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Why Are We Still Buying Snake Oil?

When my father bought the little piece of New Hampshire woods where I grew up, he wandered down an old, overgrown dirt track that ran through it to a little spot under a big tree where he found an ancient, all but decomposed pair of shoes and a long-empty bottle of Dr. Kilmer's Swamp Root Remedy. Somebody apparently got "remedied," alright, and left without his or her shoes! Maybe that had something to do with the fact that the stuff was 10% alcohol...

Dr. Kilmer was called a Snake Oil Salesman, selling promised cures for any manner of ailments without a shred of evidence that his concoctions (you can read the Swamp Root recipe here) had any actual medical efficacy.

In 2013 a high level research scientist at a big oilfield service company that was selling (and still sells) logs of calculated stresses, regardless of whether or not the calculation methodology is appropriate in a given area (lithology, tectonic environment, etc.), said to a room full of his colleagues, "We know it's wrong, but people buy it." He was sort of holding up his arms in a "What can I do?" kind of way.

I knew my time with a former employer was nearing an end when I repeatedly brought up technical concerns about selling clients maps of something that was not physically meaningful at best, downright misleading at worst. I was told very emphatically, "If the client wants a map of it, we'll sell them the map!" So much for scientific integrity.

A huge part of my job is educating clients. No, that's not entirely true. Lately it seems to be RE-educating clients regarding what geomechanical workflows are appropriate for what end goal, which data are important and meaningful and which data are not, what calculations are valid in what geologic setting, and the list goes on. Sometimes people believe me. Other times they ignore me. And sometimes I get pretty fierce pushback, often by folks that have been duped by snake oil salesmen.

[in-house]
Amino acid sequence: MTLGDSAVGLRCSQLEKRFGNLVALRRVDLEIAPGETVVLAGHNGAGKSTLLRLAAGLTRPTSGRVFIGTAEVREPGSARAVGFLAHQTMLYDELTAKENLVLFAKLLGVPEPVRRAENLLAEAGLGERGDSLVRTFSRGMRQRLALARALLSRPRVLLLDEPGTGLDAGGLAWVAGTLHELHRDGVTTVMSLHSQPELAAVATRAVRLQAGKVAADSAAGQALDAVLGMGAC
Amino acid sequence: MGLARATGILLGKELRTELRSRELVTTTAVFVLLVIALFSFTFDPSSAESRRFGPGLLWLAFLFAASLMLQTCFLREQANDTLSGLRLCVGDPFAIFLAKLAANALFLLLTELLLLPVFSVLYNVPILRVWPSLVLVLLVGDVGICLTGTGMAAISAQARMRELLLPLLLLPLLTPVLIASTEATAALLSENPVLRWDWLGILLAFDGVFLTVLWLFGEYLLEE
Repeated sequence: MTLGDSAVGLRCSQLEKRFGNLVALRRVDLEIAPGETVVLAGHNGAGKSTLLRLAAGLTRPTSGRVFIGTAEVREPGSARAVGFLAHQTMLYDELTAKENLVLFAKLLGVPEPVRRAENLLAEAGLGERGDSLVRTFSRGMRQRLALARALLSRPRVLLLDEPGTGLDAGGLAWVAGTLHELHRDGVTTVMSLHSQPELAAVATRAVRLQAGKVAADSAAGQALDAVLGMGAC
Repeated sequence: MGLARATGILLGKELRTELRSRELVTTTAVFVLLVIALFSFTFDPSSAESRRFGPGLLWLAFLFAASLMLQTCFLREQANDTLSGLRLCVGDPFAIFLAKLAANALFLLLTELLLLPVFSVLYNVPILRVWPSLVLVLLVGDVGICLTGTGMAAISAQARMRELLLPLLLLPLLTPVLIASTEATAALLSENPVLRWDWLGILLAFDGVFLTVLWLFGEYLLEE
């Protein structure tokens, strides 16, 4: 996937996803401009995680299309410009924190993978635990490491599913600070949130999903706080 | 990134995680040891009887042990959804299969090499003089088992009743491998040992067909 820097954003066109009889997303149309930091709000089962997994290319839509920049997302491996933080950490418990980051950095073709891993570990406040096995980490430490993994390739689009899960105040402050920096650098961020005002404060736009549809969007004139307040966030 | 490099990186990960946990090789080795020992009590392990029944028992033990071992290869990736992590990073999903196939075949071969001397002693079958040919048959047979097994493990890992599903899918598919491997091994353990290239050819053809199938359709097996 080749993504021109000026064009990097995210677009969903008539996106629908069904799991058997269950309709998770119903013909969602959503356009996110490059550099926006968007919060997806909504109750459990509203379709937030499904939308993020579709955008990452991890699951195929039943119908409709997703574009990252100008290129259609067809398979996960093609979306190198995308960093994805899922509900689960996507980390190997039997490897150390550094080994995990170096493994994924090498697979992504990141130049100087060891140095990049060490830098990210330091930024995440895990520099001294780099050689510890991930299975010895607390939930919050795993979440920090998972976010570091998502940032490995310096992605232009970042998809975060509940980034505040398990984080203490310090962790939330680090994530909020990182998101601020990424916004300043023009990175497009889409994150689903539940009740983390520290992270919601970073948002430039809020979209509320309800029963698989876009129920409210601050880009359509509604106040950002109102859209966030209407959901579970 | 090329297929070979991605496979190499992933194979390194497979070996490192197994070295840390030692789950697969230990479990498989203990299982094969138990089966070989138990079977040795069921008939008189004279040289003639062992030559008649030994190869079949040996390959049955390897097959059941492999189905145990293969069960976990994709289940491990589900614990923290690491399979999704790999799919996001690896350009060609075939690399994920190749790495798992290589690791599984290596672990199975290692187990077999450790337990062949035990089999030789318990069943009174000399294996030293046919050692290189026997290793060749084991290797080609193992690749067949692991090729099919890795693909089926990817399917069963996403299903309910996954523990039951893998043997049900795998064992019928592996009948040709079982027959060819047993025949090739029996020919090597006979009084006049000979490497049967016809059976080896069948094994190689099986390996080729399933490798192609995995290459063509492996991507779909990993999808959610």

Some of the problem is certainly that as we've gone from conventional to unconventional reservoirs, and from passive basins to tectonically complex environments, many haven't changed their approaches or workflows, which in some cases means those approaches or workflows are totally wrong! In trying to think of analogy outside of geology, I remembered when my brother, then about 14 years old, and his best friend decided to make an angel food cake by themselves. The decided it wasn't necessary to beat the egg whites. Hey, they'd made other cakes before, and they never had to beat the egg whites, right? Silly waste of time. So what they ended up with was an angel food brick, which they disposed of out by where Dad found the swamp root remedy, and the need to explain the dozen eggs missing from the fridge.

If there's a point to my post, it's that as we come out of this downturn, geologists, especially inexperienced ones, need to keep their critical thinking skills fresh, be open minded, and ask for advice from domain experts, not just salespeople. The result is likely to be that money is spent much more wisely and a lot more value obtained for the spending of it.

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